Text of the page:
Another set of alternatives to the CToT is constituted by a number of pragmatic theories of truth, put forth by philosophers like Charles Peirce and William James. Famously, these two authors differed significantly, with James interested in a pluralist account of truth and Peirce more inclined toward a concept that works for a realist view of science. For Peirce scientific (or, more generally, empirical) investigation converges on the truth because our imperfect sensations are constrained by the real world out there, which leads to a sufficiently robust sense of “reality” while at the same time maintaining skepticism about specific empirical findings and theoretical constructs. Here is how Peirce characterizes the process (in The Essential Peirce):
So with all scientific research. Different minds may set out with the most antagonistic views, but the progress of investigation carries them by a force outside of themselves to one and the same conclusion. This activity of thought by which we are carried, not where we wish, but to a foreordained goal, is like the operation of destiny. No modification of the point of view taken, no selection of other facts for study, no natural bent of mind even, can enable a man to escape the predestinate opinion.
For Peirce, therefore, truth is an “opinion” that is destined to be agreed upon (eventually) by all inquirers, and the reason for this agreement is that the object of such opinion is reality. This is actually something that I think scientists and realist-inclined philosophers could live with. By contrast, I find James’ views irritatingly close to incoherence, or at least wishful thinking, as when he claims that truth is whatever proves to be good to believe, or when he defines truth as whatever is instrumental to our goals. It is by way of this sort of fuzzy thinking that James arrived at his (in)famous defense of theological beliefs: belief in God becomes “true” because “[it] yield religious comfort to a most respectable class of minds” (in Pragmatism: A New Name for some Old Ways of Thinking), which ought to be considered prima facie preposterous and accordingly dismissed. While some suggest that Bertrand Russell was a bit unfair to James when he said that the latter’s theory of truth committed him to the “truth” that Santa Clause exists, I am inclined to go with Bertie on this one.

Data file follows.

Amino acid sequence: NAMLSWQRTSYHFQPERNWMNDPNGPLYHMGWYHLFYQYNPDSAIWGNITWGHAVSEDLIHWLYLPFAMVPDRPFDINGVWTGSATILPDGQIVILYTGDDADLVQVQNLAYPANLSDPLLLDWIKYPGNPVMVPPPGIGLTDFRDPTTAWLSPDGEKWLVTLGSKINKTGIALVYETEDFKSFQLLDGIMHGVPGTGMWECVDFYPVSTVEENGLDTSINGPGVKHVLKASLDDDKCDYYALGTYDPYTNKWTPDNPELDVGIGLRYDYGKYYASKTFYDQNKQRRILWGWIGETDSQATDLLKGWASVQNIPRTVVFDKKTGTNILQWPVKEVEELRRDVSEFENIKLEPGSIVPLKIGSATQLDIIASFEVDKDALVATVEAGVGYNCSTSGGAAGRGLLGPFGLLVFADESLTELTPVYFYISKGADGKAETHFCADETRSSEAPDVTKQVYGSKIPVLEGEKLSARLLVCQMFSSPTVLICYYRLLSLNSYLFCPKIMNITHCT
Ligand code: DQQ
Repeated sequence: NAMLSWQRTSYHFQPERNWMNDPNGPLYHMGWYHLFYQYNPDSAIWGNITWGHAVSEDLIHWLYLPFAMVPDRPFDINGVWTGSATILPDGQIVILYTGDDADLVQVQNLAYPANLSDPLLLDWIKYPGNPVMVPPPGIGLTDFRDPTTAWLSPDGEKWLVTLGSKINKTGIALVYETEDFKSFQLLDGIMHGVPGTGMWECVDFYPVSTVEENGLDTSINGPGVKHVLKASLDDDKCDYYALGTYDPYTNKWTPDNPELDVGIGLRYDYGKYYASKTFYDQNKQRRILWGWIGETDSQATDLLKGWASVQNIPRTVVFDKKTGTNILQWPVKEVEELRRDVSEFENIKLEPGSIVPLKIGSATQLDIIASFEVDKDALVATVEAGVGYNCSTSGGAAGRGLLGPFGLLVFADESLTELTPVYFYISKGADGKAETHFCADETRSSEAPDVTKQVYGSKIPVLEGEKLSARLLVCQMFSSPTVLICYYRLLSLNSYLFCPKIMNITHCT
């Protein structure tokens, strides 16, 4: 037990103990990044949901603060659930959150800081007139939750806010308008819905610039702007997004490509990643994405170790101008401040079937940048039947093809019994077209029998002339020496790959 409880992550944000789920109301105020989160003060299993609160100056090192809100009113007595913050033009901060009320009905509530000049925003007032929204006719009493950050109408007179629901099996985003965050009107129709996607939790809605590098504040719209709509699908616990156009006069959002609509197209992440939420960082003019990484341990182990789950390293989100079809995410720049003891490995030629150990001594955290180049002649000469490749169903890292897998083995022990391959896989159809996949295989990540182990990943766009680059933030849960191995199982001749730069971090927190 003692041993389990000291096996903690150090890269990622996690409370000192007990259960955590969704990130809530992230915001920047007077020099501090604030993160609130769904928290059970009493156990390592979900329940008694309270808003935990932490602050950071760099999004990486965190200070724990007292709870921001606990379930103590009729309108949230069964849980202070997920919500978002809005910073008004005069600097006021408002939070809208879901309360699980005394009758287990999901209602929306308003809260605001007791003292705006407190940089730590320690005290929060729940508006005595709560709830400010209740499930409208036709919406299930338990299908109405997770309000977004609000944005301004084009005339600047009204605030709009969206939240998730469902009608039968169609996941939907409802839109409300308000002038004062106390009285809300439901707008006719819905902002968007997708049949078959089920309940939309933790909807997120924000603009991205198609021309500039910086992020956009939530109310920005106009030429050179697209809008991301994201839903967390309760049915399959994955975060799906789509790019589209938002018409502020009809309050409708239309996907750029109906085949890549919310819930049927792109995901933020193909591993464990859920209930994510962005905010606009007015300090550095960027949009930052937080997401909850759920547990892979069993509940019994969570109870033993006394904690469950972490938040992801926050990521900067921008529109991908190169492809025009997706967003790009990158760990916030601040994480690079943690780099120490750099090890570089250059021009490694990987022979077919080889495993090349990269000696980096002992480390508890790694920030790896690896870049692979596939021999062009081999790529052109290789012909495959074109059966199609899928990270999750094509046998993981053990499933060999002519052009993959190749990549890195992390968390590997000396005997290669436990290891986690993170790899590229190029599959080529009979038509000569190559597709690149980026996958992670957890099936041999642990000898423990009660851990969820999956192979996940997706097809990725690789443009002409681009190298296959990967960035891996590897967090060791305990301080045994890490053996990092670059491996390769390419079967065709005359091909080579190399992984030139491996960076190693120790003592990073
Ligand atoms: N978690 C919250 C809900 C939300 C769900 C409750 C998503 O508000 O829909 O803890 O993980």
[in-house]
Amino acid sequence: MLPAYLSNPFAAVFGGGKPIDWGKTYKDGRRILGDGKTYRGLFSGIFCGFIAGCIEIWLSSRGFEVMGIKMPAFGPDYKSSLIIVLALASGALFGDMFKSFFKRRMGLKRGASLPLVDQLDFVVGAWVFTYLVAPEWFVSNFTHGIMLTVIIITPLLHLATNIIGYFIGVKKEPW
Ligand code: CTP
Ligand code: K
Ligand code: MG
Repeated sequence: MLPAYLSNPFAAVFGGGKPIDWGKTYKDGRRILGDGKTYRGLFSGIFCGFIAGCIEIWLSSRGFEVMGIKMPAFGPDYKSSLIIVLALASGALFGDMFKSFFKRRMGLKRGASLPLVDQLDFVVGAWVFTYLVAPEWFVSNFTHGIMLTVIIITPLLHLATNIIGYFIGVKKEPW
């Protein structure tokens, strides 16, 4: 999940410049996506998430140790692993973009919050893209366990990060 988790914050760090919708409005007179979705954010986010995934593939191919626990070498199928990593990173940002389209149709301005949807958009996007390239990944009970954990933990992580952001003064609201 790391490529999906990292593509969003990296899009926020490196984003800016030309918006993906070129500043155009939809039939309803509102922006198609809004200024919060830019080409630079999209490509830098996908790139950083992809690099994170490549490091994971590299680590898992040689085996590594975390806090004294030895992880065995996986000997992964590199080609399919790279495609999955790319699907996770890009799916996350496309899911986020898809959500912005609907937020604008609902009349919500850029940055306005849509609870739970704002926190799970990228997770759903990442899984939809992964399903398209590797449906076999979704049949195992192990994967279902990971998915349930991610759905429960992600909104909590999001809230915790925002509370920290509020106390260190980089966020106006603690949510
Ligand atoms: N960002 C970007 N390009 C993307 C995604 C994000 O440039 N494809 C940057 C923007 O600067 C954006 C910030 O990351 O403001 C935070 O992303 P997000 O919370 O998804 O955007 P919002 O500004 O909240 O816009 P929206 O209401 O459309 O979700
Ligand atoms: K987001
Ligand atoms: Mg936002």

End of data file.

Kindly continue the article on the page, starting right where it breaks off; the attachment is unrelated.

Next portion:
A third alternative to the CToT is represented by one version or another of verificationism. This notion of course goes back at the least to the British empiricists, and particularly to Hume and his famous fork. As he famously put it in the Enquiry Concerning Human Understanding:
All the objects of human reason or enquiry may naturally be divided into two kinds, to wit, Relations of Ideas, and Matters of fact. Of the first kind are the sciences of Geometry, Algebra, and Arithmetic ... [which are] discoverable by the mere operation of thought ... Matters of fact, which are the second object of human reason, are not ascertained in the same manner; nor is our evidence of their truth, however great, of a like nature with the foregoing. ... If we take in our hand any volume; of divinity or school metaphysics, for instance; let us ask, Does it contain any abstract reasoning concerning quantity or number? No. Does it contain any experimental reasoning concerning matter of fact and existence? No. Commit it then to the flames: for it can contain nothing but sophistry and illusion.
(Note, of course, that strictly speaking Hume recognized two types of truths: empirical ones, subject to verificationism, and logical-mathematical ones, for which he seemed to adopt something like a coherence theory of truth.)